Decolonising History in the Anthropocene – a proposal.

“He who controls the past controls the future. He who controls the present controls the past.” George Orwell (1984)

In a civilisation facing an emerging climate catastrophe that its education system is ill equipped to cope with – we face the difficulty of having to imagine a future within a mental framework dictated by the limits of the society that is creating the crisis – and by people in charge who seem content to run on with business as usual until its too late. The way we teach and learn History is currently part of the problem and needs to be part of the solution. Those who control the present want to lock us into a narrative about the past that suits them; and prevent us imagining any future that does not.

The limits of a “national” framework”

History is usually taught within a national framework – and therefore looks at the world in a distorted way. The way that each significant country prints maps that show it at the centre is a similar distortion in Geography. US maps split Eurasia in half to show the Americas as middle Earth, European maps centre on the Greenwich Meridian, Chinese maps centre on the Pacific and East Asian region – where most of the world actually lives to be fair. In these, the Americas are a fringe continent on the right and Europe tucked away and barely noticeable in the top left corner, while Britain is barely visible as a little blur of islands almost beyond Ultima Thule and of no significance whatsoever. Seeing one for the first time comes as a shock when you are used to seeing it smack in the middle.

So it is with the national framework for History. The use of History as “the national narrative” (“Our Island Story”) tends to be promoted by the centre right – as “national epic” by the far right. But, even without this being that explicit, looking at the world through the lens of a particular nation – which means through the views of the people who run it – is as disorienting as mapping the world in your head by absorbing Mercator’s projection. When I was in First Year Juniors in 1961, we had a huge world map on the wall – lots of it still coloured in pink – and – being a day dreamy sort of child – I spent a lot of time looking at it – the shapes, the colours, the relative sizes. Many years later, as an adult, I found it almost impossible to accept the reality that Brazil has a larger land area than the United States; because the map in my head was Mercator’s and – on his map – it doesn’t.

The purpose of nationally framed History is to create a shared mental space, a common imaginary identity built around a self image of a “people” with certain fundamental characteristics in common (which comer-inners have to integrate into) and a presumption of allegiance to time hallowed institutions and ways of doing things. This is the way “we” do it. The stories that are told may or may not be true. The way they are framed frequently owes more to myth than truth. The Washington Post ran a story last year about the way British History is perceived in Britain and the way it is perceived in the rest of the world. In Britain, people thought that the most significant and archetypal experience in British History was World War 2.  In the rest of the world, without exception, the most significant and archetypal experience in British History was seen as the British Empire. I suspect that the rest of the world – a large part of which was on the receiving end of it – has us bang to rights on that.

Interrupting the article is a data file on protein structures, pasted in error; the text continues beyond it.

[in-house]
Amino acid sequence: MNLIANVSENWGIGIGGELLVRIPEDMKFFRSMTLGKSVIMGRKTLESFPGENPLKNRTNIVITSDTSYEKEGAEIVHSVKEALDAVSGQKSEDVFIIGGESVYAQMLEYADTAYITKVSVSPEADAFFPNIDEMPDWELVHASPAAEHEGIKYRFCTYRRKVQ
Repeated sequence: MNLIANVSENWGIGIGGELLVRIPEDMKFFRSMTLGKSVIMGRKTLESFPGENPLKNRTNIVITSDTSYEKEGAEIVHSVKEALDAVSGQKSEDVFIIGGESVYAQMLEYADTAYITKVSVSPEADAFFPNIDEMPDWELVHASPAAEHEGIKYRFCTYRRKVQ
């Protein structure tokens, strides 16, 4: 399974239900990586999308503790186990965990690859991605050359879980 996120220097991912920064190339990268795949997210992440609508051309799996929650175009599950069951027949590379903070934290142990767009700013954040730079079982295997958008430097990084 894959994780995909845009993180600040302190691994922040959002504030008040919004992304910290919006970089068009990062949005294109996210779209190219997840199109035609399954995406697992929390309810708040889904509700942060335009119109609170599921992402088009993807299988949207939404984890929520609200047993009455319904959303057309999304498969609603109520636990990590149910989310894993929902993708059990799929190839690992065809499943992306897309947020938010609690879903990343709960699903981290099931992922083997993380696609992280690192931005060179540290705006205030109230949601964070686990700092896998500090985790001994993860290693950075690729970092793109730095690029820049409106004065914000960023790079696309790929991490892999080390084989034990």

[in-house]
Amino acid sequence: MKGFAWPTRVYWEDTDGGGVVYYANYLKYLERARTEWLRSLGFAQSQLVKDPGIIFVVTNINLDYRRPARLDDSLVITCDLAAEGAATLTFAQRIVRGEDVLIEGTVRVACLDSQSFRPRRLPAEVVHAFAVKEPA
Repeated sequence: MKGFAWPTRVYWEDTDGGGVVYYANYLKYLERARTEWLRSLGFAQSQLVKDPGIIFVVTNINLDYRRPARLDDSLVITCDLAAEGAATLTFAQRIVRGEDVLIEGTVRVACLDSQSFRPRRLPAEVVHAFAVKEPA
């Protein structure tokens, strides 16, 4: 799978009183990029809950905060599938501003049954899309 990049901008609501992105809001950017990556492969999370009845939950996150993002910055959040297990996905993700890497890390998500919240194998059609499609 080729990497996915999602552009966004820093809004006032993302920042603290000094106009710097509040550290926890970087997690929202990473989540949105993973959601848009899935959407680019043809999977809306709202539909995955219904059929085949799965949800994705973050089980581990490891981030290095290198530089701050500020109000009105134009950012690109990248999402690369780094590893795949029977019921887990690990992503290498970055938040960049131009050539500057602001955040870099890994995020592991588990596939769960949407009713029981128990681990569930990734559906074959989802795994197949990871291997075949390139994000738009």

Eric Hobsbawm remarked (in Fractured Times) that no one knew how to teach History in Vienna in the 1920s. The old text books glorifying the Austro- Hungarian Empire were still in the schools, but the seemingly eternal Habsburg Emperors were no longer holding sway from the Hofburg, and the Empire had shattered, under the crushing pressure of World War, into disparate components run by nationalists with smaller, fiercer stories told in a vernacular closer to home. Some Austrians were soon to find their own version of this, but in the meantime, the History text books were glorifying a ghost.

At the time of America’s “unipolar moment” in the early 90’s – declared to be the “end of History” by Francis Fukuyama – there was a globalising version of this, with all previous human societies and social orders as preparations for the American way of life; now posed as a norm for the rest of the world to match up to; rather than the extraordinarily hollow, wasteful and precarious existence we know it to be. Rather like the way Hegel – teaching as he was in Berlin – interpreted the whole of human History – and the ultimate working out of the Weltgeist – as leading inexorably and benevolently towards its perfect incarnation in the Prussian state of the 1830s. Both these flatten out a key point about History – that human societies have been very diverse and there is no one model for them. They have changed. The present is unlike the past in many respects and the future need not be like it either.

None of these frameworks are of any use at all in understanding how humanity got to the current crunch and, if what we understand of history is to be anything other than stories we console ourselves with – or use to blame others – as the planet burns, it needs to be.

An Environmental Framework